ENDA: Why state discrimination matters

At last week’s House hearing on ENDA, not just one but two witnesses testified specifically to the existence of longstanding and widespread discrimination on the basis of sexual orientation and gender identity by state governments. Yale Law Professor William Eskridge recounted the historical campaigns of exposure and exclusion of LGBT public employees. And UCLA Law Professor Brad Sears summarized an extensive new report by the Williams Institute on the past and present extent of state employment discrimination. Why so much attention to state employees, who make up less than 5% of the American workforce are currently more likely to be protected under state law than private-sector workers?

The answer lies in a peculiar series of U.S. Supreme Court rulings over the last fifteen years. Those cases have sharply limited the compensation available to public employees under federal civil rights laws, on the theory that state governments possess “sovereign immunity” from employees’ claims. For example, the high court held in 1991 that state workers fired because of a disability could not obtain back pay, even though it was specifically guaranteed by the Americans with Disabilities Act. The justices reasoned that Congress did not muster sufficient evidence that discrimination against state employees in particular was a widespread problem that would justify subjecting states to lawsuits. While Congress, civil rights advocates and most legal scholars were incensed, this special requirement has hung over many civil rights laws ever since, threatening to create a substantial hole in legal protections. (An article I wrote in my previous job discusses these legal doctrines in more depth.)

Because much of the discrimination suffered by LGBT workers occurs in the public sector – such as the blatantly discriminatory firing of Vandy Beth Glenn by the Georgia legislature – ENDA’s drafters and supporters have taken great pains to ensure that state workers are fully protected. This is being done by two methods. First, ENDA specifically requires that state governments waive any immunity from lawsuits as a condition of continuing to receive federal program funds – an approach that has been effective under a number of other laws. Second, the Williams Institute lays the foundation for what may be the most extensive congressional record ever concerning employment discrimination by states.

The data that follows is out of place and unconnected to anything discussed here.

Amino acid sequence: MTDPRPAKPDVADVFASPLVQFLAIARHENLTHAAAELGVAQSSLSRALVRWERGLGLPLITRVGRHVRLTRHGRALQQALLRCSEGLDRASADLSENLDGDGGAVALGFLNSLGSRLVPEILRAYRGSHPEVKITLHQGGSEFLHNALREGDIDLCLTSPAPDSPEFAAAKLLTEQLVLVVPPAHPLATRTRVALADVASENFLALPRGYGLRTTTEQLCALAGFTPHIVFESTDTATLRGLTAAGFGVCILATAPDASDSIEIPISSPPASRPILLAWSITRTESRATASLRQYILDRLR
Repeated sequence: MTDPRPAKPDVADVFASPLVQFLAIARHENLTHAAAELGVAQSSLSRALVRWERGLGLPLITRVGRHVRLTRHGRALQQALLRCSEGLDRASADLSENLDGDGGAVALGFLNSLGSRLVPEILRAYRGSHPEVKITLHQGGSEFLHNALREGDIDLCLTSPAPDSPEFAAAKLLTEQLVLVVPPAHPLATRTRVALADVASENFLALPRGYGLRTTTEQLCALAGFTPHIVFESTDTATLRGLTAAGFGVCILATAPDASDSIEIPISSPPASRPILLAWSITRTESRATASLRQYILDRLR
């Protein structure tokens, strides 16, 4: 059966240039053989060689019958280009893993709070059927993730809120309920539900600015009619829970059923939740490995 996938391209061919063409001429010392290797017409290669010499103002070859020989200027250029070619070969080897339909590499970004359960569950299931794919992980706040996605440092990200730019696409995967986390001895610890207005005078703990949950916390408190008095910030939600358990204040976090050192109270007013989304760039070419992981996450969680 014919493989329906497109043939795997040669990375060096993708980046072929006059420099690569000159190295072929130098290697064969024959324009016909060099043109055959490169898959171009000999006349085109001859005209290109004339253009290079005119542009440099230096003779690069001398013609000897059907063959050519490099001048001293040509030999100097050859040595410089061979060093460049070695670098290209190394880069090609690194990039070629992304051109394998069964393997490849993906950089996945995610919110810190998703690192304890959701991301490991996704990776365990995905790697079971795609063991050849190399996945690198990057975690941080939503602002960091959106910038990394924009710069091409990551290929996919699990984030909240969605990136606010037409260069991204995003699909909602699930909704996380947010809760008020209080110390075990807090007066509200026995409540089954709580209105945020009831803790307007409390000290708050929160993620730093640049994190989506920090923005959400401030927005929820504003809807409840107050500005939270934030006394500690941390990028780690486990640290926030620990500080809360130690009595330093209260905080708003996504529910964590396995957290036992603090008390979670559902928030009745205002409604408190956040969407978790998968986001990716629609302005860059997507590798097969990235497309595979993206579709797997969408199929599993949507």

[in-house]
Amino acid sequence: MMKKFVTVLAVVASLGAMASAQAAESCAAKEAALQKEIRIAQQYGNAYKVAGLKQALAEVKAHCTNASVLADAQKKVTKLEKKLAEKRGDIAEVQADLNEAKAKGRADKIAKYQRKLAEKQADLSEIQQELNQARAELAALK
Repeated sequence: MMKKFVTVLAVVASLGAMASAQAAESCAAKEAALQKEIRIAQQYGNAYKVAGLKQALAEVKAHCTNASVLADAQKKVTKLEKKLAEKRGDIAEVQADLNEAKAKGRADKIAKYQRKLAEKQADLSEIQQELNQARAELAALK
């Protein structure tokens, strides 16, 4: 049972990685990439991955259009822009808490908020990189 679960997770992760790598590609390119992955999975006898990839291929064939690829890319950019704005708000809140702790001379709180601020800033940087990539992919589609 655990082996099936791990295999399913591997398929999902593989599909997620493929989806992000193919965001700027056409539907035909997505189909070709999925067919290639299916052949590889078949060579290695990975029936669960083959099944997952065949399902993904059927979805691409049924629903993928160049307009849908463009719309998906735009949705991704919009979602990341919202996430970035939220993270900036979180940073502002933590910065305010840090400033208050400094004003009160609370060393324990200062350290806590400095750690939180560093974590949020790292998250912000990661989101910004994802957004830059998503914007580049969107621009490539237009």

If this sounds like a lot of technical hoops to jump through, that’s because it is: these legal doctrines, invented by a narrow majority of the Supreme Court, create rigid and artificial barriers to protecting the civil and constitutional rights of LGBT employees – and indeed, of all employees. But for the moment, these are the rules of the game, and it is a testament to the dedication of our Congressional allies, and the researchers at the Williams Institute, that no stone is being left unturned to ensure that no transgender worker is left unprotected.

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